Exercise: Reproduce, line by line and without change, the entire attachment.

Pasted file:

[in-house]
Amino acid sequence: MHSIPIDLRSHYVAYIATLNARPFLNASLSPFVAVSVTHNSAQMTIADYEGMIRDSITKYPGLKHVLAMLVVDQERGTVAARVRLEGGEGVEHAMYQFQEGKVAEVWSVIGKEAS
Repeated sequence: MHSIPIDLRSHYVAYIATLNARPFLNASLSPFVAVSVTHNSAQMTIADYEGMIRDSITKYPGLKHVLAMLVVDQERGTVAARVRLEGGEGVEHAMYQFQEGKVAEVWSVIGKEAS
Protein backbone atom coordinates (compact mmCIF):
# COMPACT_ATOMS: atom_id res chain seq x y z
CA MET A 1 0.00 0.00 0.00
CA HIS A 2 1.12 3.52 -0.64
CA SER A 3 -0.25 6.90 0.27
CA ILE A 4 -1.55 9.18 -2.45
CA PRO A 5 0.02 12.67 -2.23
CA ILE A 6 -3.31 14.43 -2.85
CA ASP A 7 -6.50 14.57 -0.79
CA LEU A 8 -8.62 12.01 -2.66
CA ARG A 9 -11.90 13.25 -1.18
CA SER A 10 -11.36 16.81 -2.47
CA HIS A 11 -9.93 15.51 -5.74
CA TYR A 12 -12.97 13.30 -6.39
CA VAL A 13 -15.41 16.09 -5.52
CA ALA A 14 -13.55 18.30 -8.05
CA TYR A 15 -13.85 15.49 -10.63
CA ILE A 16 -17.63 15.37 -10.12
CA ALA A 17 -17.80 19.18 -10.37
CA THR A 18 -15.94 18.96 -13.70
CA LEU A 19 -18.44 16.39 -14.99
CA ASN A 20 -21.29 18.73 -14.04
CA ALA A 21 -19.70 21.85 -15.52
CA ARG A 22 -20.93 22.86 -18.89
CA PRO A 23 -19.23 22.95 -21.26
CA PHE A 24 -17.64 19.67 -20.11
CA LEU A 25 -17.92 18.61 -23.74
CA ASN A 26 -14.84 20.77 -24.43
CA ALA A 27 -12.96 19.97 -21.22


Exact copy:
[in-house]
Amino acid sequence: MHSIPIDLRSHYVAYIATLNARPFLNASLSPFVAVSVTHNSAQMTIADYEGMIRDSITKYPGLKHVLAMLVVDQERGTVAARVRLEGGEGVEHAMYQFQEGKVAEVWSVIGKEAS
Repeated sequence: MHSIPIDLRSHYVAYIATLNARPFLNASLSPFVAVSVTHNSAQMTIADYEGMIRDSITKYPGLKHVLAMLVVDQERGTVAARVRLEGGEGVEHAMYQFQEGKVAEVWSVIGKEAS
Protein backbone atom coordinates (compact mmCIF):
# COMPACT_ATOMS: atom_id res chain seq x y z
CA MET A 1 0.00 0.00 0.00
CA HIS A 2 1.12 3.52 -0.64
CA SER A 3 -0.25 6.90 0.27
CA ILE A 4 -1.55 9.18 -2.45
CA PRO A 5 0.02 12.67 -2.23
CA ILE A 6 -3.31 14.43 -2.85
CA ASP A 7 -6.50 14.57 -0.79
CA LEU A 8 -8.62 12.01 -2.66
CA ARG A 9 -11.90 13.25 -1.18
CA SER A 10 -11.36 16.81 -2.47
CA HIS A 11 -9.93 15.51 -5.74
CA TYR A 12 -12.97 13.30 -6.39
CA VAL A 13 -15.41 16.09 -5.52
CA ALA A 14 -13.55 18.30 -8.05
CA TYR A 15 -13.85 15.49 -10.63
CA ILE A 16 -17.63 15.37 -10.12
CA ALA A 17 -17.80 19.18 -10.37
CA THR A 18 -15.94 18.96 -13.70
CA LEU A 19 -18.44 16.39 -14.99
CA ASN A 20 -21.29 18.73 -14.04
CA ALA A 21 -19.70 21.85 -15.52
CA ARG A 22 -20.93 22.86 -18.89
CA PRO A 23 -19.23 22.95 -21.26
CA PHE A 24 -17.64 19.67 -20.11
CA LEU A 25 -17.92 18.61 -23.74
CA ASN A 26 -14.84 20.77 -24.43
CA ALA A 27 -12.96 19.97 -21.22